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New Zealand's final decision to come into line with the rest of the Empire gave great satisfaction in official quarters in England. "I hope," wrote one member of the Dominions Office. "that I may be allowed to say how glad I am that you have wheeled New Zealand into line with the rest of the Empire in this matter."

The whole incident affords a striking instance of Bell's steady determination to view New Zealand problems from the New Zealand standpoint, and his refusal to acquiesce in Imperial legislation until he was satisfied that New Zealand was adequately safeguarded.


It will be convenient to add here an interesting statement by Bell on the question of whether Imperial legislation can be considered as applicable to the Dominions by implication, or whether Imperial legislation must expressly state that it does apply.

Bell to James Christie, Chief Law Draftsman,April 27, 1929:

"I think your reference to the difference between Sir John Salmond and myself is not sufficiently clearly expressed. I never at any time doubted that the Imperial Parliament at Westminster was the only legislative authority which could define 'a natural born British subject.' Nor did I doubt that Parliament alone could determine under what circumstances a person became a British subject. In other words, I never contended that a Dominion Parliament was empowered to define a British subject—that is, a natural born British subject—though it has long been conceded that a Dominion could grant within its page 208own boundary both the qualification and the privilege of a subject of His Majesty.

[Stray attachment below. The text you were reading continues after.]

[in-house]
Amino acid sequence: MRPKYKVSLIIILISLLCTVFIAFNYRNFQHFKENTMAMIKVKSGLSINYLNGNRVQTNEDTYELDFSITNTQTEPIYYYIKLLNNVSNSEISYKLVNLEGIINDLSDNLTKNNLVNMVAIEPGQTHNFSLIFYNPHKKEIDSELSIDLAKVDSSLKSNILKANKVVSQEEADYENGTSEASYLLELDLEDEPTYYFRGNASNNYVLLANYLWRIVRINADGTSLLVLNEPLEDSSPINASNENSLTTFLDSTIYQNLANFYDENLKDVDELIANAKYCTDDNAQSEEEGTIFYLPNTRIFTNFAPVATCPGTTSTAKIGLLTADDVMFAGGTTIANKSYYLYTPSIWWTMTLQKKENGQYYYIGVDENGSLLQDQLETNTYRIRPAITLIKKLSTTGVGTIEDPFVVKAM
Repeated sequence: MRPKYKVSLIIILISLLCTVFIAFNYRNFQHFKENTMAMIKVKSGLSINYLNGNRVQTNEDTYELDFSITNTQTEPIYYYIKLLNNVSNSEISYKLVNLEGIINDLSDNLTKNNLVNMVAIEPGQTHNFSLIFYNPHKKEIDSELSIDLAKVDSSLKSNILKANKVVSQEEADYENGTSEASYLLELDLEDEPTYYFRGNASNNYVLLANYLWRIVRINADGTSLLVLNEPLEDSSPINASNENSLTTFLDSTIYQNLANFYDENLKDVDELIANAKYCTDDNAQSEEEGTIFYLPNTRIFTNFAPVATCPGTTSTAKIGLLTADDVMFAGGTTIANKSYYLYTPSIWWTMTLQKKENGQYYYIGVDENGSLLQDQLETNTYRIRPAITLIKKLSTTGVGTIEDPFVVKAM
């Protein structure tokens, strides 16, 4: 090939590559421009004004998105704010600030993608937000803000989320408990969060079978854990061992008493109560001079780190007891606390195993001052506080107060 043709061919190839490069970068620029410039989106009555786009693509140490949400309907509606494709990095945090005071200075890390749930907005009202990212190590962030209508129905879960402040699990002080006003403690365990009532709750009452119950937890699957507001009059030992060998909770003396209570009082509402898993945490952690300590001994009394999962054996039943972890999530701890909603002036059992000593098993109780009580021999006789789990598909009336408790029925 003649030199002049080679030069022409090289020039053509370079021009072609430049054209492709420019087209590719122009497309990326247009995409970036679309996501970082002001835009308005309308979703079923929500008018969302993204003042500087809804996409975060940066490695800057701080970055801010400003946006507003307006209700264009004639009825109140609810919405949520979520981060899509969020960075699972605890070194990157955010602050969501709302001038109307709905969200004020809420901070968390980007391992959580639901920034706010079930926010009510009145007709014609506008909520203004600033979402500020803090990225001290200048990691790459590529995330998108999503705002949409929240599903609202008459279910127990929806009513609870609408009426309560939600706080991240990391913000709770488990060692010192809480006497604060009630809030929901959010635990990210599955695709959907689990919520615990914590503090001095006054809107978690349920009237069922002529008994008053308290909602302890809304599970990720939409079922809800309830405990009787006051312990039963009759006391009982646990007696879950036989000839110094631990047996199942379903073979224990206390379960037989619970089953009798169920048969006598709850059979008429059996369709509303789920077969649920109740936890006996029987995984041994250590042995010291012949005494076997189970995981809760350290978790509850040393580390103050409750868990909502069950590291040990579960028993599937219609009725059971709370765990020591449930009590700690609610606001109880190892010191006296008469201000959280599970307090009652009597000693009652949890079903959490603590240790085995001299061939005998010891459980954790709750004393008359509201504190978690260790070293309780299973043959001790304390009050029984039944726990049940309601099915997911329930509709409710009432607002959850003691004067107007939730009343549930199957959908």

"What I doubted (herein differing from Sir John Salmond) was whether it was competent for the Imperial Parliament to create a status for the Empire by implication of application to the Empire. I thought and still think, that since the Repugnancy Act it is essential that when the Imperial Parliament intends to legislate for the Empire it must expressly so enact. The contrary view, which Dr. Keith apparently favours, involves a regular examination by lawyers and Judges of the Imperial statutes of each year to ascertain and determine which, if any, of such statutes apply to the Empire. For that reason I insisted always that a New Zealand statute on the subject of naturalization since the Imperial Act of 1914 must not assume the law to be as declared by the Imperial Act, but must expressly declare that law to be the law of New Zealand.

"There has been confusion of the real point at issue, which is a point wholly apart from the particular question concerning British nationality. It is a far wider and more important constitutional question which is involved, and which must ultimately arise wholly apart from the particular instance. And Sir John Salmond did not ignore the gravity of the wider question, though he insisted that the particular instance was of such manifest character that the general principle need not in that instance be considered. My own view was, and is, that in no instance should it be admitted that the Imperial Parliament can legislate for the Empire by any statute page 209which does not itself expressly declare that the legislation shall apply to the Empire. And again it is clear and manifest to me that to admit in any instance that legislation at Westminster applies to New Zealand by mere implication is to leave the door open for lawyers to contend, and Judges to decide, what is the law of the Dominion not by the terms of express statutory enactment, but by their view of what is implied even in a statute such as the present instance.